• Marketing fees paid by the S corporation to the C corporation. The court found that no marketing or promotion was done. Instead, the funds were used to pay several personal family expenses.
  • Rent paid to the couple for the business use of their homes. The court stated the amounts “were unreasonable and something other than rent.”

Retirement plan deductions allowed

The couple did prevail on deductions for contributions to 401(k) accounts for their sons. The IRS contended that the sons weren’t employees during one year in which contributions were made for them. However, the court found that 401(k) plan documents did mention the sons working in the business and the father “credibly recounted assigning them research tasks and overseeing their work while they were in school.” Thus, the court ruled the taxpayers were entitled to the retirement plan deductions. (TC Memo 2023-140)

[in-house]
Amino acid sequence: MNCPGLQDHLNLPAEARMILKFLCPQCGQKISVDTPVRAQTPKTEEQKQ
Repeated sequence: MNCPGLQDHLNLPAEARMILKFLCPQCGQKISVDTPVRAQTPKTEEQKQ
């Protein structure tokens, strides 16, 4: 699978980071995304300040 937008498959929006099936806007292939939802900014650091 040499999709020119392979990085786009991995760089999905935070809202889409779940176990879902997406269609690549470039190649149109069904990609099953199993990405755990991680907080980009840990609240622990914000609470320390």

Lessons learned

As this case illustrates, a business can’t deduct personal expenses, and scrupulous records are critical. Make sure to use your business bank account for business purposes only. In addition, maintain meticulous records to help prepare your tax returns and prove deductible business expenses in the event of an IRS audit.

Contact us if you have questions about retaining adequate business records.

Coordinating Sec. 179 tax deductions with bonus depreciation